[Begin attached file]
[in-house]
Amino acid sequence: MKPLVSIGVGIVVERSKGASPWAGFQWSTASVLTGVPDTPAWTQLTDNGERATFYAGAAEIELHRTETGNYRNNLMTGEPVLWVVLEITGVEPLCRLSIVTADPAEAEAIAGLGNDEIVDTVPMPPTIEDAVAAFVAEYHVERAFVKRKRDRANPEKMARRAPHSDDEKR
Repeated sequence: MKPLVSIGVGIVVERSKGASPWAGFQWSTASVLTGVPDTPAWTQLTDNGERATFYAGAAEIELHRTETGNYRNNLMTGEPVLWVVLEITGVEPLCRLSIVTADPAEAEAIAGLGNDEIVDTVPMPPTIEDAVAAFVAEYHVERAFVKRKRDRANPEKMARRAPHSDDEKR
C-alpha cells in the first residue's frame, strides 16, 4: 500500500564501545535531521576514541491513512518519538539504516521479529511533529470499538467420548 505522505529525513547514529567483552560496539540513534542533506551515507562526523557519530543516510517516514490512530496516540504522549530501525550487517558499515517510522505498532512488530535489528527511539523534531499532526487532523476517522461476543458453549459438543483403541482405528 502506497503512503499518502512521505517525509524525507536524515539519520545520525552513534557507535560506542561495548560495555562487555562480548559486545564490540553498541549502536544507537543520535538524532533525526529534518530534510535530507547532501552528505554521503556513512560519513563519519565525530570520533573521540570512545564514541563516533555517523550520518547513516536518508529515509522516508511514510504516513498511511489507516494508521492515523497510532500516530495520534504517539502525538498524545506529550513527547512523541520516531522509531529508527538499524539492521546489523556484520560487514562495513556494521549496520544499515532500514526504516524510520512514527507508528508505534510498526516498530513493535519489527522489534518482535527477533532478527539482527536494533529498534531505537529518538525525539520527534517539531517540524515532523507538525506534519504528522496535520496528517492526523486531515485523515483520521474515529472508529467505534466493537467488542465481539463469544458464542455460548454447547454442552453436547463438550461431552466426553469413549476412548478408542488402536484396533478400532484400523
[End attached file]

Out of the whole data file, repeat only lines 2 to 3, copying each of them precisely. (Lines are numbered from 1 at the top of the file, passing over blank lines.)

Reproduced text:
Amino acid sequence: MKPLVSIGVGIVVERSKGASPWAGFQWSTASVLTGVPDTPAWTQLTDNGERATFYAGAAEIELHRTETGNYRNNLMTGEPVLWVVLEITGVEPLCRLSIVTADPAEAEAIAGLGNDEIVDTVPMPPTIEDAVAAFVAEYHVERAFVKRKRDRANPEKMARRAPHSDDEKR
Repeated sequence: MKPLVSIGVGIVVERSKGASPWAGFQWSTASVLTGVPDTPAWTQLTDNGERATFYAGAAEIELHRTETGNYRNNLMTGEPVLWVVLEITGVEPLCRLSIVTADPAEAEAIAGLGNDEIVDTVPMPPTIEDAVAAFVAEYHVERAFVKRKRDRANPEKMARRAPHSDDEKR